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Abstract from

‘Weeds of Our Own Making’: Language Ideologies, Swearing and the Criminal Law

Elyse Methven is an Associate Lecturer at the School of Law, Macquarie University, and a Quentin Bryce Doctoral Scholar at the Faculty of Law, University of Technology Sydney. Elyse researches in the areas of criminal law and forensic linguistics, and teaches criminal law. 

In adjudicating offensiveness, judicial officers create and apply a number of ‘common sense’ judgments about how language works. These ‘language ideologies’ are rarely informed by, and are often contrary to, empirical research and linguistic literature; they are instead constructed through constant repetition of popular views and questionable assumptions. Through the cases Jolly v The Queen and Heanes v Herangi, this article examines how judicial officers construct realities about swear words in the criminal law. In the first part, I briefly set out the legal doctrine in relation to offensive language crimes. Following this, I draw on critical discourse analysis to critique language ideologies in offensive language cases. I argue that offensive language crimes, as they are currently framed and interpreted, encourage judicial officers to pick and choose from whichever linguistic or ‘folk-linguistic’ ideas they see fit, and enable them to elude the rigorous critiques to which linguists are exposed.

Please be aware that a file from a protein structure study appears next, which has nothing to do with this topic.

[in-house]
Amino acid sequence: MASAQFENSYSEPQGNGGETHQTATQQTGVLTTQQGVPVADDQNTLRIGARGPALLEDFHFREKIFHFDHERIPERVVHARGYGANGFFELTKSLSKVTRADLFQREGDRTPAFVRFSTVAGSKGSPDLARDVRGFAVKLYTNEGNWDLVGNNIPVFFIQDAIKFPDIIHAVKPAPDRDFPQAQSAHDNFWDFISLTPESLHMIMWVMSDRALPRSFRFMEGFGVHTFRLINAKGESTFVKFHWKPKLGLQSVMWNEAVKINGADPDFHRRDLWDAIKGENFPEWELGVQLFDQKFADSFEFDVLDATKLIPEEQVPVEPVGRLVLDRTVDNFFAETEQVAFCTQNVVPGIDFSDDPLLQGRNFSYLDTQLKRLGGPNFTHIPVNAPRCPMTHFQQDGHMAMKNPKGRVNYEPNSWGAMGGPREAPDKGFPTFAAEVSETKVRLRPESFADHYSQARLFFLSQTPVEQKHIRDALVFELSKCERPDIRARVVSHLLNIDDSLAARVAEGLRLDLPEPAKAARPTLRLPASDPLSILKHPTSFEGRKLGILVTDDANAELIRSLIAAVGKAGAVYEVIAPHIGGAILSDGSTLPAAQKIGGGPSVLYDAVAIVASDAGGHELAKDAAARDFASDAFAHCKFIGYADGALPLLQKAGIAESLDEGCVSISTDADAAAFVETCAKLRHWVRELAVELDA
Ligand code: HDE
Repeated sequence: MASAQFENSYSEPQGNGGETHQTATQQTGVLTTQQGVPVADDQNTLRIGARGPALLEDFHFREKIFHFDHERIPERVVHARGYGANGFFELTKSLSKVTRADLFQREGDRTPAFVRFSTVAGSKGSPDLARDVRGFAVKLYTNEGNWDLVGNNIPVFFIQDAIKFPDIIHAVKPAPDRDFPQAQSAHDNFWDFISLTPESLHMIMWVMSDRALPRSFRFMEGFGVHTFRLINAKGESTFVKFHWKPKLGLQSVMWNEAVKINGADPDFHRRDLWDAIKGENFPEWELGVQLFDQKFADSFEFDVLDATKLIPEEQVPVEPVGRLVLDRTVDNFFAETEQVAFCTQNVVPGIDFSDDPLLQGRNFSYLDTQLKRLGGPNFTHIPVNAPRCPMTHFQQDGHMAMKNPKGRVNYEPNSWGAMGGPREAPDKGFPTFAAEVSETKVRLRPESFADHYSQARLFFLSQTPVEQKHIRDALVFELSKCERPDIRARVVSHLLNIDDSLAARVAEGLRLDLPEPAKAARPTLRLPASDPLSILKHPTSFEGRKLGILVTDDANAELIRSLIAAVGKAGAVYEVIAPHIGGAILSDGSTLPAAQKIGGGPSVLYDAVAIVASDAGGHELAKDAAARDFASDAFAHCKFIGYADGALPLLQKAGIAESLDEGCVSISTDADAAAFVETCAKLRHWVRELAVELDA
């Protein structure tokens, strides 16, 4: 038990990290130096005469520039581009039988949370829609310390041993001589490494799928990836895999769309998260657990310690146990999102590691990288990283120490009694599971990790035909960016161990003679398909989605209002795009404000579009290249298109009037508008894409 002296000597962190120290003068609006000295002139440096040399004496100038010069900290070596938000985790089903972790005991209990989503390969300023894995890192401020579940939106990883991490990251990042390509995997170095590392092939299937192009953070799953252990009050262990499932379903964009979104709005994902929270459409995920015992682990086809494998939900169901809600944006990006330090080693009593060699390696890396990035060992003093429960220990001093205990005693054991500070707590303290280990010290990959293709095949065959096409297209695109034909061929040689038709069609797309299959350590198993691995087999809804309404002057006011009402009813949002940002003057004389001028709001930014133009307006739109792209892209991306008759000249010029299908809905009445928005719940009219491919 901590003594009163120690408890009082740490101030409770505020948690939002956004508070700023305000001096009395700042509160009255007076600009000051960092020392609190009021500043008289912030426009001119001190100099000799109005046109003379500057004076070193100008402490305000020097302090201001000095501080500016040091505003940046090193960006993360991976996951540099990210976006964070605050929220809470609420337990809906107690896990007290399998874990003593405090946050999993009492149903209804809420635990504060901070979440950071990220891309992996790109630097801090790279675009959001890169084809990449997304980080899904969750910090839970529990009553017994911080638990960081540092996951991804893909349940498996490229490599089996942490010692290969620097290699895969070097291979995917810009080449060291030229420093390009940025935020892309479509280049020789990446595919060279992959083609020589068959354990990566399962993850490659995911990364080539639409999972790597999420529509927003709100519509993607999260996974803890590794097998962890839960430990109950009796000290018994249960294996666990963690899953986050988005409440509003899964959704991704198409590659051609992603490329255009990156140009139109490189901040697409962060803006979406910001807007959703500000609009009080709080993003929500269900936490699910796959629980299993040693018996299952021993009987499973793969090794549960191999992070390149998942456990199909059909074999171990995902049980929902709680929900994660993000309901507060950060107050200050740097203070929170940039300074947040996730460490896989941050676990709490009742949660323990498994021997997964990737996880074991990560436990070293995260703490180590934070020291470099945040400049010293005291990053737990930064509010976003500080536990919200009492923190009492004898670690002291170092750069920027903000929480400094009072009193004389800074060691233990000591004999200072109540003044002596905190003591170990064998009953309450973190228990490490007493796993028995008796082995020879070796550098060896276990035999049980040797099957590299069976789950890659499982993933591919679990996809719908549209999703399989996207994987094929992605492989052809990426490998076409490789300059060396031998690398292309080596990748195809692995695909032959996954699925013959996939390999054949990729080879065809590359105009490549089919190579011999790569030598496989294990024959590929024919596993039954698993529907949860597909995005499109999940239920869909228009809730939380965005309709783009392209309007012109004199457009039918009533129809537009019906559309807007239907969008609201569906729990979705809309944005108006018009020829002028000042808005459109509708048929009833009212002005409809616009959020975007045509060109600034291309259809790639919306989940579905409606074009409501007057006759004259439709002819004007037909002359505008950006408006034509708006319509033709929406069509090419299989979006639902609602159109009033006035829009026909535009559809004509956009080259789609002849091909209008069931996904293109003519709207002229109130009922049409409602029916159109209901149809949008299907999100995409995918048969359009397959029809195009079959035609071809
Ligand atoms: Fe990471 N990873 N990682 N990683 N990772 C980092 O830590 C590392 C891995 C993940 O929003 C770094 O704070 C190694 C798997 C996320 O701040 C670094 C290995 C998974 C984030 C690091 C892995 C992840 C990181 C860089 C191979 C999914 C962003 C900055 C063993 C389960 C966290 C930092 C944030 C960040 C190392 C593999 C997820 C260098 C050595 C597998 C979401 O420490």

(2016) 34(2) Law in Context p117

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